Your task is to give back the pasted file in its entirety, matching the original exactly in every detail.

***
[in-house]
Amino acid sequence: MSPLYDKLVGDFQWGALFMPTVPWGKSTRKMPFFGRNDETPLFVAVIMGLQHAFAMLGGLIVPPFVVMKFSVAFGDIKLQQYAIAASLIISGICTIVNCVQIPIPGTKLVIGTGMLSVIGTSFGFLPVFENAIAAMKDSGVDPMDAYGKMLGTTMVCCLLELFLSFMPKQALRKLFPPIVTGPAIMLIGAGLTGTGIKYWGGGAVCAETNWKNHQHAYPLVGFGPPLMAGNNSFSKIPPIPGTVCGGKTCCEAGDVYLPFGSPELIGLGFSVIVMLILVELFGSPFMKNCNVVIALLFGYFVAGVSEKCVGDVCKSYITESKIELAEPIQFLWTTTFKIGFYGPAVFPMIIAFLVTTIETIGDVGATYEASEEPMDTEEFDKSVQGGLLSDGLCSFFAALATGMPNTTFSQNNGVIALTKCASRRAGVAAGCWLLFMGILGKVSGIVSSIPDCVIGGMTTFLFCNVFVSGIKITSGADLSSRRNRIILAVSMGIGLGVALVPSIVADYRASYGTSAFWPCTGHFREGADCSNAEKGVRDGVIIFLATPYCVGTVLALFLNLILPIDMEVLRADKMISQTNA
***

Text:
[in-house]
Amino acid sequence: MSPLYDKLVGDFQWGALFMPTVPWGKSTRKMPFFGRNDETPLFVAVIMGLQHAFAMLGGLIVPPFVVMKFSVAFGDIKLQQYAIAASLIISGICTIVNCVQIPIPGTKLVIGTGMLSVIGTSFGFLPVFENAIAAMKDSGVDPMDAYGKMLGTTMVCCLLELFLSFMPKQALRKLFPPIVTGPAIMLIGAGLTGTGIKYWGGGAVCAETNWKNHQHAYPLVGFGPPLMAGNNSFSKIPPIPGTVCGGKTCCEAGDVYLPFGSPELIGLGFSVIVMLILVELFGSPFMKNCNVVIALLFGYFVAGVSEKCVGDVCKSYITESKIELAEPIQFLWTTTFKIGFYGPAVFPMIIAFLVTTIETIGDVGATYEASEEPMDTEEFDKSVQGGLLSDGLCSFFAALATGMPNTTFSQNNGVIALTKCASRRAGVAAGCWLLFMGILGKVSGIVSSIPDCVIGGMTTFLFCNVFVSGIKITSGADLSSRRNRIILAVSMGIGLGVALVPSIVADYRASYGTSAFWPCTGHFREGADCSNAEKGVRDGVIIFLATPYCVGTVLALFLNLILPIDMEVLRADKMISQTNA